Maurice Ernest Gibb, CBE (; 22 December 1949 – 12 January 2003) was a British singer, songwriter, multi-instrumentalist, and record producer, who achieved fame as a member of the British pop group the Bee Gees. Although his brothers Barry and Robin Gibb were the group's main lead singers, most of their albums included at least one or two compositions by Maurice, including "Lay It on Me", "Country Woman" and "On Time". The Bee Gees were one of the most successful rock-pop groups ever. Gibb's role in the group focused on melody and arrangements, providing backing vocal harmony and playing a variety of instruments.
Born on the Isle of Man, Gibb started his music career in 1955 in Manchester, England, joining the skiffle-rock and roll group the Rattlesnakes which later evolved into the Bee Gees in 1958 when they moved to Australia. They returned to England, where they achieved worldwide fame. In 2002, the Bee Gees were appointed as CBEs for their "contribution to music". Following his death in 2003, Gibb's son collected his award at Buckingham Palace in 2004.
Gibb's earliest musical influences included The Everly Brothers, Cliff Richard and Paul Anka; The Mills Brothers and The Beatles were significant later influences. By 1964 he began his career as an instrumentalist, playing guitar on "Claustrophobia". After the group's break-up in 1969, Gibb released his first solo single, "Railroad", but his first solo album, The Loner, has never been released.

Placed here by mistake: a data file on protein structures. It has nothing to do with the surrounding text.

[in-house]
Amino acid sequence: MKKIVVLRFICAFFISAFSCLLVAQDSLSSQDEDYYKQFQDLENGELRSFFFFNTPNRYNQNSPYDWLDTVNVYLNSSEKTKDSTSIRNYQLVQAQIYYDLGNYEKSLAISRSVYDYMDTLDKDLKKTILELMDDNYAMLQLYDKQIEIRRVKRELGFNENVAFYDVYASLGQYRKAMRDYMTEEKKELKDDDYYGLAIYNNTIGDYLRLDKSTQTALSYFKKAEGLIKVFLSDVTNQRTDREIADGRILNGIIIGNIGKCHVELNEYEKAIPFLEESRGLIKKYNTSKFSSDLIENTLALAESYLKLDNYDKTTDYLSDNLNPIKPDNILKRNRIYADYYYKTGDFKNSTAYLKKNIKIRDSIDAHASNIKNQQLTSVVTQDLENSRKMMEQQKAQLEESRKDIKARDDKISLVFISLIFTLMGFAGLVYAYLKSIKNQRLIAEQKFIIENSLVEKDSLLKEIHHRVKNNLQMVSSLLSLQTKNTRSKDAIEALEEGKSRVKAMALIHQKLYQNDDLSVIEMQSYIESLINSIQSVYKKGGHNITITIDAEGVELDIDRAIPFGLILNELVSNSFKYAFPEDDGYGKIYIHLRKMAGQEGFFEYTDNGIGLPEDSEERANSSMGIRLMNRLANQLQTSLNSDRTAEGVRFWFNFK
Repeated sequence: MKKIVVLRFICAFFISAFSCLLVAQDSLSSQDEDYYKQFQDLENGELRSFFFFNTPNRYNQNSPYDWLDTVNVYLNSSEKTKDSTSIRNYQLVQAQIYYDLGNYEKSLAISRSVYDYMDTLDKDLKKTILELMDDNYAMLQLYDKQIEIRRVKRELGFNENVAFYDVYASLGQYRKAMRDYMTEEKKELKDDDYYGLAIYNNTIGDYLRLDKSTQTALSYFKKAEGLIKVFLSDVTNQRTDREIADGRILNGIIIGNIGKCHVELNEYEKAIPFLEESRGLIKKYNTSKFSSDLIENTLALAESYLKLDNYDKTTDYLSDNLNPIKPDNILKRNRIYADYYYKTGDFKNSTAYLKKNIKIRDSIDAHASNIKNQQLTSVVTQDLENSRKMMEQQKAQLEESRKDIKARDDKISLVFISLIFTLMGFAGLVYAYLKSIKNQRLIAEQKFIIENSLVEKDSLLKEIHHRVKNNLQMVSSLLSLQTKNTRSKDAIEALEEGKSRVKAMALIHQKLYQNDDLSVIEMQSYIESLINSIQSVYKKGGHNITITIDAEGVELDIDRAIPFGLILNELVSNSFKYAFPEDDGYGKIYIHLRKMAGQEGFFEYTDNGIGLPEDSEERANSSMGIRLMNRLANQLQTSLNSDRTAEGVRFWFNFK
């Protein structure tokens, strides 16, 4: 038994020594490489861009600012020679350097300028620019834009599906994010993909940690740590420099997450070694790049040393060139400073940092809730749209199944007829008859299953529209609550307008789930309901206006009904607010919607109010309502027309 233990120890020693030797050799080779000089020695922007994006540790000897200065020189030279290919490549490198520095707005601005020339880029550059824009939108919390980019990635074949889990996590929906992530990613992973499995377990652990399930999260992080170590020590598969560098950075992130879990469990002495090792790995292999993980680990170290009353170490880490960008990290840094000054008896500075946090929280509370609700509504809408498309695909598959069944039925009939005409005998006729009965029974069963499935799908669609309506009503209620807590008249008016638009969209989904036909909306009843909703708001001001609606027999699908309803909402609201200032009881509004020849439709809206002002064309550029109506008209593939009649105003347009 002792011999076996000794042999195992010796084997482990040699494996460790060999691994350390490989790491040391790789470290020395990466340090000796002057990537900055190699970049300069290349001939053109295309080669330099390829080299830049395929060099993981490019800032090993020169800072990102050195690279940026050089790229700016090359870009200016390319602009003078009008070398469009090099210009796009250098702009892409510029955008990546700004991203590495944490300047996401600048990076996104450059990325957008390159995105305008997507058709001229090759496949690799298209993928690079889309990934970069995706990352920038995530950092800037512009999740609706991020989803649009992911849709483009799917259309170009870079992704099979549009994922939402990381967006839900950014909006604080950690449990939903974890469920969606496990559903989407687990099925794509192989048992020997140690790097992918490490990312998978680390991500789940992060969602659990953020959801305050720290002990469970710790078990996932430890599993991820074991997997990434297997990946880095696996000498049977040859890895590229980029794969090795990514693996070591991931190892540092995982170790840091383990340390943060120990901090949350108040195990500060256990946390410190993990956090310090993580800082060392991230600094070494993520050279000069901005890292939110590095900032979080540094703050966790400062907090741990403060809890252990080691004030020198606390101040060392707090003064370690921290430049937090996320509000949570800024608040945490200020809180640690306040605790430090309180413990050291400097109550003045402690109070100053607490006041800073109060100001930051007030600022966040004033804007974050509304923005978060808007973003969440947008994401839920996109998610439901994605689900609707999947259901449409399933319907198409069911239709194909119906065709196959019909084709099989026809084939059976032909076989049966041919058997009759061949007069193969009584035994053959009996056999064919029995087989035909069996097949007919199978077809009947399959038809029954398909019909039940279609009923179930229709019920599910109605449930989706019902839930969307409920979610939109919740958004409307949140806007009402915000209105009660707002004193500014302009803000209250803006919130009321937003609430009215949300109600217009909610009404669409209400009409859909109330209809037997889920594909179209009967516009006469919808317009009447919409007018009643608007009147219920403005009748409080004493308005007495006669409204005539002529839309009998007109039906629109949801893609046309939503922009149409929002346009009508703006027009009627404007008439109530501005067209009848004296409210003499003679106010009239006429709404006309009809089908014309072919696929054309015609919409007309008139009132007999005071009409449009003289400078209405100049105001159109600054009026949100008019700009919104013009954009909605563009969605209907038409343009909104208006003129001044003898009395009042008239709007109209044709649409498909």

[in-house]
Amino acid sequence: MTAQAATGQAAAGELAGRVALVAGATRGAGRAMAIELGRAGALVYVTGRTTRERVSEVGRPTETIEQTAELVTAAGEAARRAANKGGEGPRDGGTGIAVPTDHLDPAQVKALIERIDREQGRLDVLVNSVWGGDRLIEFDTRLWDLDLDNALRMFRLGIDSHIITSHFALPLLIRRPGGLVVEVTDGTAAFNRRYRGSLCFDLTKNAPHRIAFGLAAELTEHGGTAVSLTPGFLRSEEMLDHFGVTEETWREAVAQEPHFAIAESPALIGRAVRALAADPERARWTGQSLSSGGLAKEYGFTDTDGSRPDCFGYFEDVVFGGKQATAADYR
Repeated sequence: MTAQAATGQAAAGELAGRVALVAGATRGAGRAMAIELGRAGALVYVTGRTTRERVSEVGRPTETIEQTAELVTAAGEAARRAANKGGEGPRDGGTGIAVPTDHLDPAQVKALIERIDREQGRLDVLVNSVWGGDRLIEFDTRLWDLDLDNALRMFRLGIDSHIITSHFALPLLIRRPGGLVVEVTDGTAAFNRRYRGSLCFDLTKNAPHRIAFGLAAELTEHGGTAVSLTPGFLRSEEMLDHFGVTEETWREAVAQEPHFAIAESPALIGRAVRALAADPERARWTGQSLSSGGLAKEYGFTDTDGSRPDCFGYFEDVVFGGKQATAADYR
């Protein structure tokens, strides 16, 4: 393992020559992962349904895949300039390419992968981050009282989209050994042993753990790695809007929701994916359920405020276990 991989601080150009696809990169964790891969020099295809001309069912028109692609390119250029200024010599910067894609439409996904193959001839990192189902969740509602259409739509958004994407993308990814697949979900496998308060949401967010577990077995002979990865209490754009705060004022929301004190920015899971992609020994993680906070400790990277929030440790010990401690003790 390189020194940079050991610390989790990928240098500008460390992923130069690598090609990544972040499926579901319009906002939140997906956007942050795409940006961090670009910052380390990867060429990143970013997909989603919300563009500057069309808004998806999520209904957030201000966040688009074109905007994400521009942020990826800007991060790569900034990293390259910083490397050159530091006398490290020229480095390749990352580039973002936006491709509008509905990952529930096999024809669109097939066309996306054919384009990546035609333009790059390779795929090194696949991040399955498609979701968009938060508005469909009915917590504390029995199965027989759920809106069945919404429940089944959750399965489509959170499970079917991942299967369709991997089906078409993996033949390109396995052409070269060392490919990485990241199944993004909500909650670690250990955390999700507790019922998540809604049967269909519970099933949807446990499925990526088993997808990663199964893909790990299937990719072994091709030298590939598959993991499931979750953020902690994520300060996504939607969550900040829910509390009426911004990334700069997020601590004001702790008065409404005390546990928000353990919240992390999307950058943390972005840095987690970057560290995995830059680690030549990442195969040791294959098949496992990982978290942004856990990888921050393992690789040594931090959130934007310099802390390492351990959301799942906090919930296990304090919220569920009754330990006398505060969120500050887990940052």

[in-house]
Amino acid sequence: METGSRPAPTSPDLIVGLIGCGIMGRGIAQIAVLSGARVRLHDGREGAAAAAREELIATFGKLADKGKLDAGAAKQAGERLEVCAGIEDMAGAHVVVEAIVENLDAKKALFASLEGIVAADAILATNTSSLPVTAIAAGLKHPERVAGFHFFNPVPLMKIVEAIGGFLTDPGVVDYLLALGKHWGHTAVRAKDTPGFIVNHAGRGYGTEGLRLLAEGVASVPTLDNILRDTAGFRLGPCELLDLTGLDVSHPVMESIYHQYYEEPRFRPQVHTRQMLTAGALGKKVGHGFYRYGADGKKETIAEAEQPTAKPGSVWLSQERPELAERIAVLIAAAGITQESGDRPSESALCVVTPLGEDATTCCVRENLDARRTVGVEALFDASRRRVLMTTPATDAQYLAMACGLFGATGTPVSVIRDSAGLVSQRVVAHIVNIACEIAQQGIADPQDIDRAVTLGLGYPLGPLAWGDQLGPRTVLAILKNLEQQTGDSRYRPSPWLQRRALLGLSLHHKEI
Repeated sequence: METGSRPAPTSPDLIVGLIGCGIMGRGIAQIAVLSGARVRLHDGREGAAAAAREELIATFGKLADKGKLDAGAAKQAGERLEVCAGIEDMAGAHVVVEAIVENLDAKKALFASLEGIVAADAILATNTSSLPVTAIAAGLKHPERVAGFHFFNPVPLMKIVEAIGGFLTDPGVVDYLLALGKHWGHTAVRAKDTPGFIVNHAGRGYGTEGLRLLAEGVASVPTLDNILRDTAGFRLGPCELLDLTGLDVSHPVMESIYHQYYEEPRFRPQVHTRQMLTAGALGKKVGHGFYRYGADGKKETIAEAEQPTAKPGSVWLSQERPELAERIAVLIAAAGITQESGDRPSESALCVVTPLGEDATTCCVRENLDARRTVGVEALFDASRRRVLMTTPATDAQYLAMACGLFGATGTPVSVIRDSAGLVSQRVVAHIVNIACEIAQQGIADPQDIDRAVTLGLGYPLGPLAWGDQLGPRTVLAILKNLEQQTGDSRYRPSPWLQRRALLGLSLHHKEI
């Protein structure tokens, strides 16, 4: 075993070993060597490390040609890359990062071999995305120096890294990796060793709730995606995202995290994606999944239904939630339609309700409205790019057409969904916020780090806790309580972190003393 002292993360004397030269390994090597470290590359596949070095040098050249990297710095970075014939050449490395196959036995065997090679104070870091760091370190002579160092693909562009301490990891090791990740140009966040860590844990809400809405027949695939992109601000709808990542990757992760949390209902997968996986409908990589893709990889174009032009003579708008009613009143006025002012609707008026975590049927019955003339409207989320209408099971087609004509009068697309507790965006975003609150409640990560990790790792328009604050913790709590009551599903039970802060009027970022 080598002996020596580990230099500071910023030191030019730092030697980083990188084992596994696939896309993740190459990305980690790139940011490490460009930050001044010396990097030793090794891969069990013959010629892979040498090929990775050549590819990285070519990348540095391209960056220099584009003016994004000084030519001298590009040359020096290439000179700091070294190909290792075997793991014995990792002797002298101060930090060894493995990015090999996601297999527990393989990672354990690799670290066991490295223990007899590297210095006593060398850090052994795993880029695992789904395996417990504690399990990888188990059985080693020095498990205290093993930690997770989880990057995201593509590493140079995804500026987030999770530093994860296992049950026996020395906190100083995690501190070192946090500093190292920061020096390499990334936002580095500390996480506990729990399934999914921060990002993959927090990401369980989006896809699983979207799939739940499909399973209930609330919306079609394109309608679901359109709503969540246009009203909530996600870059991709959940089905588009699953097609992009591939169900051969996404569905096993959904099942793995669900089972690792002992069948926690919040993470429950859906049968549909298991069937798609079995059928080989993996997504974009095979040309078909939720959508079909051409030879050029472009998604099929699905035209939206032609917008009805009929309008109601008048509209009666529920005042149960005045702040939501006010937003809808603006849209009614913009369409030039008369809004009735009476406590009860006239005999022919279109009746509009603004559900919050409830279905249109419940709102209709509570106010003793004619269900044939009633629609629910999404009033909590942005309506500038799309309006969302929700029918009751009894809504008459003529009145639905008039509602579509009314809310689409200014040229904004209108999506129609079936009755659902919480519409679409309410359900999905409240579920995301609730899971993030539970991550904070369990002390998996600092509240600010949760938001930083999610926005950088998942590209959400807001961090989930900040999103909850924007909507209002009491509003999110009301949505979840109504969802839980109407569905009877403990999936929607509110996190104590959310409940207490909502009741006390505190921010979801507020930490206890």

Maurice died unexpectedly at the age of 53 at Mount Sinai Medical Center in Miami Beach, Florida, on 12 January 2003, due to complications of a twisted intestine, with his wife, children, and brothers at his side. His funeral service was attended by Michael Jackson, Harry Wayne Casey, Jennifer Valoppi and Nat Kipner. Valoppi, a family friend said, "It was emotional, there was humor. Everybody talked about how this was a man who really celebrated life and so this was a celebration of his life." Gibb's ex-wife Lulu was reported to have attended his funeral. Kipner, who managed the early Bee Gees career in Australia in 1966 spoke fondly of his memories: "But I had a business in Australia and I didn't want to go. So I gave them their contract back. One of the dumb things I've done", he joked.
After his funeral service, his body was cremated. His brothers Barry and Robin ceased performing as a group for a time, but later decided to perform occasionally under the Bee Gees banner before twin brother Robin died of liver and kidney failure after a long battle with colorectal cancer on 20 May 2012. Barry and Robin Gibb told the BBC about Maurice's death, "The fact that they had to operate on Maurice during the shock of cardiac arrest is questionable." Barry said "None of the sequence of events have yet made sense to us." Robin Gibb spoke to Mojo magazine about Maurice's death in 2003: "We were kids together, and teenagers. We spent the whole of our lives with each other because of our music. I can't accept that he's dead. I just imagine he's alive somewhere else."